McWilliams v. Dunn was the only non-Texas capital case to receive full briefing and argument this term. The Supreme Court granted certiorari limited to the question of whether a mental-health expert appointed under Ake v. Oklahoma must be an independent defense expert rather than one who reports results to both sides. The court ducked that question and decided on case-specific facts that the expert assistance provided was inadequate in any event. Four justices dissented from this disposition of the case, including new Justice Neil Gorsuch.
The problem here is that McWilliams was a poor vehicle to address the question presented. The Supreme Court denied certiorari without dissent on the direct appeal, and on federal habeas corpus the threshold question is not whether the state court’s interpretation of Ake is the best one but only whether the law was clearly established to the contrary. The answer to that question, as the dissent says, is clearly no, and that should be the end of the habeas-corpus case on that issue. To decide otherwise, the Supreme Court would have to shred a large stack of jurisprudence on the habeas-corpus standard. I suspect that at least one justice was willing to find a way to grant James McWilliams relief but not to violate the established meaning of the statutory command, so the court chose to punt rather than issue a fractured opinion.
Only on the last day of the term, in Davila v. Davis, did the Supreme Court cleanly decide a widely applicable legal issue with a rule that provides clear guidance for lower courts. Once the court decided that ineffective assistance of counsel could be good cause to reassert a claim previously defaulted, it opened up the possibility of a never-ending spiral of litigation, with the lawyers in each round claiming the lawyers in the prior rounds were incompetent. In the landmark 1992 case of Coleman v. Thompson, the Supreme Court drew a line. Ineffective assistance at trial and on direct appeal could provide cause, but that would go no further. If a claim was omitted from collateral review, it could not be revived later by attacking the collateral-review lawyer.
In Martinez v. Ryan in 2012, followed by Trevino v. Thaler the following year, the court carved out what it said was a “narrow” exception to the Coleman rule. Claims of ineffective assistance of trial counsel omitted from the initial collateral review could be revived if the collateral-review attorney provided ineffective assistance. Many of us were skeptical whether this “narrow” exception would remain narrow or whether it was the edge of a wedge that would splinter the Coleman rule and lead to the endless spiral that Coleman had prevented until Martinez.
Erick Davila sought to expand the Martinez exception beyond ineffective-assistance-of-trial-counsel claims to embrace claims of ineffective appellate counsel as well. If this had succeeded we would doubtless have seen a steady progression of additional exceptions until there was nothing left of Coleman. The Supreme Court rejected Davila’s argument by a bare 5-4 majority, with Gorsuch in the majority. Justice Anthony Kennedy, the author of Martinez, was also in the majority.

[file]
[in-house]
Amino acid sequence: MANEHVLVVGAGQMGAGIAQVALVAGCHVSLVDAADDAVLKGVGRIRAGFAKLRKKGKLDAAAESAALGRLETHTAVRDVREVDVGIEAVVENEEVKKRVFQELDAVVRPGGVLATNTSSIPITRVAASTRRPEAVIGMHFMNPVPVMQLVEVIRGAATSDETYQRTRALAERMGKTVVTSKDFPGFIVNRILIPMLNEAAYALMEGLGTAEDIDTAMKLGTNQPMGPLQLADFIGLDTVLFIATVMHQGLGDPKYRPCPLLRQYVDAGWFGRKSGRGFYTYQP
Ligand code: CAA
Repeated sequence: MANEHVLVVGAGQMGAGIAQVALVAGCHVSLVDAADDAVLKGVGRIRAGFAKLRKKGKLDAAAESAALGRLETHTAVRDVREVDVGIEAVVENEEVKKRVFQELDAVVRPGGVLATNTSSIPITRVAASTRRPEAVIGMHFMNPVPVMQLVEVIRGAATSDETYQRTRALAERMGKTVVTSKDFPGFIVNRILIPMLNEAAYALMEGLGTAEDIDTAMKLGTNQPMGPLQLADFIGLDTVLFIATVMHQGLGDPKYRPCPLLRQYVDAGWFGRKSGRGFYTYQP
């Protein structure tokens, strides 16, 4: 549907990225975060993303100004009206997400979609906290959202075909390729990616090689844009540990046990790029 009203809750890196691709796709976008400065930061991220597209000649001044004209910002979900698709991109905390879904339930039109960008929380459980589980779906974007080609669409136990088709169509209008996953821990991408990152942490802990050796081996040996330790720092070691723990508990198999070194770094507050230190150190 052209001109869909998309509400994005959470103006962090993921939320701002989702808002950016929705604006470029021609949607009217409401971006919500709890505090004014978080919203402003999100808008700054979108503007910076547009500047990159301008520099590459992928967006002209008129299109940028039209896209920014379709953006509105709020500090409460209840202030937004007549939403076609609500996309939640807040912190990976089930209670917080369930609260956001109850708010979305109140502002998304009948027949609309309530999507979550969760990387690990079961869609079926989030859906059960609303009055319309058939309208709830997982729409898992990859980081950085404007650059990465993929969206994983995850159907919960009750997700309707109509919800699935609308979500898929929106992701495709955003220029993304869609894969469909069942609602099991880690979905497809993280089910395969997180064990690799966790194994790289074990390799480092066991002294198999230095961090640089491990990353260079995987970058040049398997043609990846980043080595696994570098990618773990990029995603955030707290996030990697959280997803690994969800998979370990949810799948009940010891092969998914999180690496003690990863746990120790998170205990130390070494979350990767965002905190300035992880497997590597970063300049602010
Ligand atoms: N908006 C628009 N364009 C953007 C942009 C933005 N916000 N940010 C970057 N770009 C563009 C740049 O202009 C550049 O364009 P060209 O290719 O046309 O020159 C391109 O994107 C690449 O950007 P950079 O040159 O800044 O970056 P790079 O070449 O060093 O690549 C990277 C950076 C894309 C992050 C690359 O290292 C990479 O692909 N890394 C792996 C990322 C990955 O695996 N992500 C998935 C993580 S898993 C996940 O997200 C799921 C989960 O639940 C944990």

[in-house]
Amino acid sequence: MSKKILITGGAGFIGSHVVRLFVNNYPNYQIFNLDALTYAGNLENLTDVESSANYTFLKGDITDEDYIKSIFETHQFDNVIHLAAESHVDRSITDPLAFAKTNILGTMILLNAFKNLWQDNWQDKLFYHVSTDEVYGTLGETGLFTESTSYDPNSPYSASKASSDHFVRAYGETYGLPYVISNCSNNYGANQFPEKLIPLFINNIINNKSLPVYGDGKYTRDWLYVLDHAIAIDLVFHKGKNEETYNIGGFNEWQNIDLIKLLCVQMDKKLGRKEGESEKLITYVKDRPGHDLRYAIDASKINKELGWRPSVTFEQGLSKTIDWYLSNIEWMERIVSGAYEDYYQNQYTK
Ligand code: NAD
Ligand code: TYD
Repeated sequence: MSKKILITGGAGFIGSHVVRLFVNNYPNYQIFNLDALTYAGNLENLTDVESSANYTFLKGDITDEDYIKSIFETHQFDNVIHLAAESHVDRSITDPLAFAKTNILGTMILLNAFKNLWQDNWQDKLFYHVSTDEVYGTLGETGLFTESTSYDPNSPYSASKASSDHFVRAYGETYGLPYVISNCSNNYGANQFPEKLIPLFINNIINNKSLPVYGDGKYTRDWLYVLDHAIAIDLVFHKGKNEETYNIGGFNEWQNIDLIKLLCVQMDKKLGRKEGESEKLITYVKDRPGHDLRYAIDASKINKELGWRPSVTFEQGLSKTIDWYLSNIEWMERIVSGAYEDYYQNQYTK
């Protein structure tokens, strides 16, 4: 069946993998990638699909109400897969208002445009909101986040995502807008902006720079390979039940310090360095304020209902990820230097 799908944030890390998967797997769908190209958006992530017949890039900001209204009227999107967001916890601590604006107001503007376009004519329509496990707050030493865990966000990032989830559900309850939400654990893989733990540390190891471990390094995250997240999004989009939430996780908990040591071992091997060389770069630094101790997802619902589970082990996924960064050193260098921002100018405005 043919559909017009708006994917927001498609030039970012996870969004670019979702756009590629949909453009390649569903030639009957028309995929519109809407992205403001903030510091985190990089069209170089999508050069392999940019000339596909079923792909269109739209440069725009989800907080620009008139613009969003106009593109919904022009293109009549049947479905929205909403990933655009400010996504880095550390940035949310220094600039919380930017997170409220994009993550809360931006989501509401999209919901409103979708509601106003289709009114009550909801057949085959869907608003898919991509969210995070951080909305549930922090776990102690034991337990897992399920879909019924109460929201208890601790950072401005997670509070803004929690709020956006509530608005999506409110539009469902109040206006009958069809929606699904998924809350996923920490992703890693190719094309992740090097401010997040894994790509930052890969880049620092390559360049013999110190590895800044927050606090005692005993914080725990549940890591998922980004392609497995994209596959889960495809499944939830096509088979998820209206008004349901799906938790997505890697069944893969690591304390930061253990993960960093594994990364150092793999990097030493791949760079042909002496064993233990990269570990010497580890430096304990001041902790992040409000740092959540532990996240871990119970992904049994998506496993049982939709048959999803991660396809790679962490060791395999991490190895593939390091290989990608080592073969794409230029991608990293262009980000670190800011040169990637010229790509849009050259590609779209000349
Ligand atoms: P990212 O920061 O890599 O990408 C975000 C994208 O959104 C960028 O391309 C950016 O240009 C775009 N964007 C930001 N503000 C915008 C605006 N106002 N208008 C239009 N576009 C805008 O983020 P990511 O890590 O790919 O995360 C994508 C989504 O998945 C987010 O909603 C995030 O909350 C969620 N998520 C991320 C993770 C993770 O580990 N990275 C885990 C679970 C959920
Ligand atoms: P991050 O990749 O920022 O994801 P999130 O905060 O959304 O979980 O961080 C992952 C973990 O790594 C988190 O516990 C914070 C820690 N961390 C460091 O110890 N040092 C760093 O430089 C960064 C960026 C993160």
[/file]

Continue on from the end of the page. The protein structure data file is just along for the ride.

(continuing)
Justice Clarence Thomas’s opinion for the court notes the special factors cited by the Martinez court and says that the “narrow” exception will not be broadened where those factors do not apply. Ineffective assistance of trial counsel is a particularly problematic error because an ineffective lawyer’s failure to object means that a trial error will not be considered by the trial court or by any court thereafter. On the other hand, if the trial lawyer effectively objects but the appellate lawyer omits the claim, the claim has at least been considered by the trial court.
Justice in a capital case requires that there be an end to litigation at some point. Those who seek it can breathe a little easier knowing that Coleman remains the law for most claims. The “narrow” exception of Martinez is not as narrow as advertised, but at least now a majority of the Supreme Court is not going to let it grow any wider.
With the Supreme Court back to full strength, perhaps some real progress can be made in the next term or two. There is a mess to clean up from Hurst v. Florida. State high courts disagree markedly on its meaning, and the Supreme Court has so far denied certiorari on both sides of the split. Buck and Moore this term raised as many questions as they answered, and clarity is sorely needed on those issues. Establishing clear rules of law for lower courts to follow, not correcting case-specific errors in individual cases, is the reason we have a Supreme Court. Let us hope the court can get back to its real job in capital cases in the coming term.